It’s got me thinking, where else do I look for photography and I don’t think I have a good answer.

Chad, @perfectapproachphotography

This is the crux of the problem: Many think that the content the algorithm rewards meets the very definition of successful photography.

Consider that the algorithm evolves with Facebook’s desire to source content that will create the most engagement. This means that if the program believes undersaturated matte photos or that Reels are more engaging, then your knock-out contrasty sunset photo is doomed to a much higher likelihood of less views.

A photographer needs to decide to be a photographer and create stills that weather the ups and downs of algorithmic changes. Or they can opt to be an Instagram influencer and create the engaging content of the moment. Perhaps that engaging content is about photography or about how they help people tell stories. However, it seems like that content appeals to other photographers and not the general public. Therein lies a larger issue.

The Algorithm May Be Tricking You Into Creating Bad Content

Perhaps this a good time to mention that over the past month I have seen so many bad Reels with photographers holding their camera talking to the screen. It makes me want to never log on again.

Sure, they get sourced in the feed and get more views. But engagement is not just quantity of likes, but also frequency.

Consider this, if a photo is seen by 500 people and gets 125 likes, but a Reel is seen by 2000 people and gets 130 likes, which is more engaging? Twenty-five percent of people like the photo, but only 6.5% like the Reel. What kind of a drop-off is that?

Perhaps, just maybe, some of those people getting sourced Reels in their feed are not so thrilled to see them. Hmm, the marketer in me would opt for a photo 9 times out of 10, even if it is seen less. But the occasional experiment never hurt anyone ;)

One other consideration: Facebook has a clear track record of encouraging users to generate content for engagement on its platforms. Then once that content type is successful, it throttles the algorithm to encourage advertising with such content. So Reels may work this Spring, until Facebook changes the algorithm and forces business owners to promote their Reels for visibility.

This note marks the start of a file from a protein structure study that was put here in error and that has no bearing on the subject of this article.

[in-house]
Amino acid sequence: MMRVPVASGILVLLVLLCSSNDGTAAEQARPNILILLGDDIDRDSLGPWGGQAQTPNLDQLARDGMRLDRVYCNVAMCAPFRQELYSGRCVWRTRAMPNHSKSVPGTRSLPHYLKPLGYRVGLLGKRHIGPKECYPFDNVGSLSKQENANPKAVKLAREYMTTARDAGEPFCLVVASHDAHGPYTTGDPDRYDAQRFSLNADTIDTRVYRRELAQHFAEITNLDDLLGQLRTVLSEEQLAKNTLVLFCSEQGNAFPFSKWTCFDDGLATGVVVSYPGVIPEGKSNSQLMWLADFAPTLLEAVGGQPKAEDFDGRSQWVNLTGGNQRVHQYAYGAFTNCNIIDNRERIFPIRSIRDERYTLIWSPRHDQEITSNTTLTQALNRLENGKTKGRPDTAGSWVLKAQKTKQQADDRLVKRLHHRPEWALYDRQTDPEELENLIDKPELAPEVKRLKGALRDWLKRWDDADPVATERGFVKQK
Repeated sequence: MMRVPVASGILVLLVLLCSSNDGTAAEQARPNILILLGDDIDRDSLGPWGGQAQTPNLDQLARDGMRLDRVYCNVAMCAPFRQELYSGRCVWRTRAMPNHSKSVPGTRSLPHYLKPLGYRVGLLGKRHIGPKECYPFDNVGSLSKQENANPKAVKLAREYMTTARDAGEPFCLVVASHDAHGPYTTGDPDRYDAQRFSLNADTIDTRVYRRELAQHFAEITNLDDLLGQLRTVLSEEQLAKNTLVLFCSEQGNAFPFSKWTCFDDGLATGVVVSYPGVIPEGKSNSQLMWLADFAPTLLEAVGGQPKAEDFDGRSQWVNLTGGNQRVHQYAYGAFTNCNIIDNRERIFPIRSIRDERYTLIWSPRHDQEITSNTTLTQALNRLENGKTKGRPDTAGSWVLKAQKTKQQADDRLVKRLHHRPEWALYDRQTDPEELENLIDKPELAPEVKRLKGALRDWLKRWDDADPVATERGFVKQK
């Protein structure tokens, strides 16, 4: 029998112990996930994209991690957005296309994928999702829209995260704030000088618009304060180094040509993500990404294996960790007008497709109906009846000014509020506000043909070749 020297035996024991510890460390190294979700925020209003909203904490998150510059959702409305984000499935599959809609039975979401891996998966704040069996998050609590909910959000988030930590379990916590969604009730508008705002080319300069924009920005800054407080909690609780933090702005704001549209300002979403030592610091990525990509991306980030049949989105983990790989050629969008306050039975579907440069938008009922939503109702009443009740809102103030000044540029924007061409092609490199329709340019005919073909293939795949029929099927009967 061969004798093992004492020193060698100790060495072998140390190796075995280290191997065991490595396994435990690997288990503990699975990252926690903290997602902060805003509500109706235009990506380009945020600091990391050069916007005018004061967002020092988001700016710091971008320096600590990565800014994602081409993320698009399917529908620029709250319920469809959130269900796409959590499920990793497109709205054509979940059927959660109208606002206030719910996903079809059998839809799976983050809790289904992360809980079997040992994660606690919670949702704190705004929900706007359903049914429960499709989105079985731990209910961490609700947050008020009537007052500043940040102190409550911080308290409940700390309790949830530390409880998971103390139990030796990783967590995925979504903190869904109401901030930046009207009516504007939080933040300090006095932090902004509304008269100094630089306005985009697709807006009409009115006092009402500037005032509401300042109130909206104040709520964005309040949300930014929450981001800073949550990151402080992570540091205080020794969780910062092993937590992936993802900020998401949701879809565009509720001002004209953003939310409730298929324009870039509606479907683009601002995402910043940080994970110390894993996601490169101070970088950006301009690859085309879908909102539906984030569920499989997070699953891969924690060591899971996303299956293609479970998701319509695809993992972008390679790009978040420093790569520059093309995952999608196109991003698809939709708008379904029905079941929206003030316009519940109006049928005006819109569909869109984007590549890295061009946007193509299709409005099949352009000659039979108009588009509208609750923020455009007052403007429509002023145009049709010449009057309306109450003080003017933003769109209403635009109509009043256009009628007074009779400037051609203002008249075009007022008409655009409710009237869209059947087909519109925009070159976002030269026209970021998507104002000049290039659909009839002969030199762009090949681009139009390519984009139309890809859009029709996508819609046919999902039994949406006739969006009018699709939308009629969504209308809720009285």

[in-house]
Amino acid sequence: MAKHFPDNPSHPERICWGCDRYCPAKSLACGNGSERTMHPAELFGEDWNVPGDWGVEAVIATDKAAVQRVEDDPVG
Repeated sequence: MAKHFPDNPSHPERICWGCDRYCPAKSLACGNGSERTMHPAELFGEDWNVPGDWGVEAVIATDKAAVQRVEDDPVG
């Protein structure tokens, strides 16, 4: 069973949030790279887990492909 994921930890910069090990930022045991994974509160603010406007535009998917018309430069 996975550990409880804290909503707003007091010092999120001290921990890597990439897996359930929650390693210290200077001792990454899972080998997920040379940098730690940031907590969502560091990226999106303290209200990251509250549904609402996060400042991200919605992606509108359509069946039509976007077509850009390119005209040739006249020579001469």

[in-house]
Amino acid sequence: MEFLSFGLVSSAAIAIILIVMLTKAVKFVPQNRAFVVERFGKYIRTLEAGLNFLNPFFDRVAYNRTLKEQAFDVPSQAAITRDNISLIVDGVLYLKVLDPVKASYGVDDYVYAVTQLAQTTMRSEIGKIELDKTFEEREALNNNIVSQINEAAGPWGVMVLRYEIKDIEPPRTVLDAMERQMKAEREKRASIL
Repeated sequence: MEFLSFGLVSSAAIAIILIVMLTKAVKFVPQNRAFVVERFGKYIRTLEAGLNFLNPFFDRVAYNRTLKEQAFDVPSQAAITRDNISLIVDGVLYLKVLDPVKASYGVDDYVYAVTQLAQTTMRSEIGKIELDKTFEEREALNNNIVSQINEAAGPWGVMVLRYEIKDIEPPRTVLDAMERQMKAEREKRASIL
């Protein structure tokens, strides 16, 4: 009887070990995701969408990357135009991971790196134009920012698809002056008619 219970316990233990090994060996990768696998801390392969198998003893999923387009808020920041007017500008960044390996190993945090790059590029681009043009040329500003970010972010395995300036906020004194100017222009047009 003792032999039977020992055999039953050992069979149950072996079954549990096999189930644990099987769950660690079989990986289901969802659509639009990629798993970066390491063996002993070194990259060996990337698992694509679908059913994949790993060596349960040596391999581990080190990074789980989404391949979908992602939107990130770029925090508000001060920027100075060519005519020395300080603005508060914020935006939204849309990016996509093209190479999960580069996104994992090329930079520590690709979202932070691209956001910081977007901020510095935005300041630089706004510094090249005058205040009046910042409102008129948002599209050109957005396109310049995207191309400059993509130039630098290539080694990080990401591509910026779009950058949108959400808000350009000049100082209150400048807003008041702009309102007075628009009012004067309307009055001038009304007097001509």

Once throttled by the algorithm, even above-average performing posts still only reach a fraction of one’s following, the game becomes one of cat and mouse. To become truly well known on Instagram these days, photographers and business owners need outside events, stories, or venues to drive new followers on Instagram. It is almost impossible to achieve fast growth organically.

But What About Photography?

A photo taken of Jordan Pitts

Photography has been and always will be a primary form of visual communications to document moments in time and express ideas, concepts, and artistic visions. It is a method of storytelling that, yes, is still worth 1,000 words.

The first photograph was published in 1826, almost 200 years ago. Instagram was launched in 2010, just more than a decade ago. I think it is safe to say that in comparison, Instagram is a zeitgeist. Photography will remain a primary form of communication well after Instagram’s time on the Internet has passed.

There are countless ways to view still images. And there will be new and other exciting ways to engage in photography in the future. Like Instagram, these new media will surely impact the art form, not only in the way images are shared, but also in the ways the medium defines excellence.

Instagram’s strong influence on the industry will pass. Heck, Instagram may become a video first network in the future.

Instagram tends to be the moment’s most popular medium. The medium is many times the message, or has a significant influence on the method. Resistance may be futile, but we will eventually evolve into another popular medium, perhaps even leaving us longing for the great days of the ‘Gram.

Jason Schlosberg, @negativespacephoto

Most experienced photographers have either adapted to the Instagram era or have simply rebuffed it, relying on other online venues, local or national networking, email and/or a variety of other venues to generate business. Neither is wrong.

The fact that many very successful photographers don’t need Instagram speaks to the fallacy of Instagram as the defining medium for photography. Strong photography compels a viewer regardless of medium. Photography is not Instagram.

That doesn’t mean photographers should not pay attention to the social network. It would be a mistake to ignore its influence. Consider how Instagram has impacted types of photos, moving the world away from magazine-spread panoramas towards square and vertical images. Really, these formats leverage the medium that defines Instagram, the mobile phone. The network just made them popular as it will other trends.

What do you think?